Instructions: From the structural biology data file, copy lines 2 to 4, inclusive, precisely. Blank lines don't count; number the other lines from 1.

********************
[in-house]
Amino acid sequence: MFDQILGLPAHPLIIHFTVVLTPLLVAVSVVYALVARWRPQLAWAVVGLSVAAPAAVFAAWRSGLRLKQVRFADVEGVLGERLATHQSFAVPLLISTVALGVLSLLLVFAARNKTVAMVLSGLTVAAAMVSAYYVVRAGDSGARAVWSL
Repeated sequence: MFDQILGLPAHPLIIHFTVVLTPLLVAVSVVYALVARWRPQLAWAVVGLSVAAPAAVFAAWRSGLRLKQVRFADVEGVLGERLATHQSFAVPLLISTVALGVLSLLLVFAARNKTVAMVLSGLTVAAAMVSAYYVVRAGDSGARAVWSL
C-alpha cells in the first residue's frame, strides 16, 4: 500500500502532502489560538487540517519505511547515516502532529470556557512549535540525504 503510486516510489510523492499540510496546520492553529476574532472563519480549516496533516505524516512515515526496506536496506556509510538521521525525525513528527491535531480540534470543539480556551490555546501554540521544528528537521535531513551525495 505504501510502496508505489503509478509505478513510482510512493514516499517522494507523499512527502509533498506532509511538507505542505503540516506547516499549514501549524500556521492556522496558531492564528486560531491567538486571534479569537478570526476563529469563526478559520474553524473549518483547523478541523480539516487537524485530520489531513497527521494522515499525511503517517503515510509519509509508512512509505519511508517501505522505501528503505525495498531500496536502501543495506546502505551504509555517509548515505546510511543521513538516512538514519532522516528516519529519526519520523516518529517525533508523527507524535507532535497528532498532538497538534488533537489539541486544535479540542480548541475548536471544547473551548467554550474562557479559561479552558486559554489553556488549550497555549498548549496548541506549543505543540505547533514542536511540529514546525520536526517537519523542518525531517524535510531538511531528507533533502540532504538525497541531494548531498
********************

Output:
Amino acid sequence: MFDQILGLPAHPLIIHFTVVLTPLLVAVSVVYALVARWRPQLAWAVVGLSVAAPAAVFAAWRSGLRLKQVRFADVEGVLGERLATHQSFAVPLLISTVALGVLSLLLVFAARNKTVAMVLSGLTVAAAMVSAYYVVRAGDSGARAVWSL
Repeated sequence: MFDQILGLPAHPLIIHFTVVLTPLLVAVSVVYALVARWRPQLAWAVVGLSVAAPAAVFAAWRSGLRLKQVRFADVEGVLGERLATHQSFAVPLLISTVALGVLSLLLVFAARNKTVAMVLSGLTVAAAMVSAYYVVRAGDSGARAVWSL
C-alpha cells in the first residue's frame, strides 16, 4: 500500500502532502489560538487540517519505511547515516502532529470556557512549535540525504 503510486516510489510523492499540510496546520492553529476574532472563519480549516496533516505524516512515515526496506536496506556509510538521521525525525513528527491535531480540534470543539480556551490555546501554540521544528528537521535531513551525495 505504501510502496508505489503509478509505478513510482510512493514516499517522494507523499512527502509533498506532509511538507505542505503540516506547516499549514501549524500556521492556522496558531492564528486560531491567538486571534479569537478570526476563529469563526478559520474553524473549518483547523478541523480539516487537524485530520489531513497527521494522515499525511503517517503515510509519509509508512512509505519511508517501505522505501528503505525495498531500496536502501543495506546502505551504509555517509548515505546510511543521513538516512538514519532522516528516519529519526519520523516518529517525533508523527507524535507532535497528532498532538497538534488533537489539541486544535479540542480548541475548536471544547473551548467554550474562557479559561479552558486559554489553556488549550497555549498548549496548541506549543505543540505547533514542536511540529514546525520536526517537519523542518525531517524535510531538511531528507533533502540532504538525497541531494548531498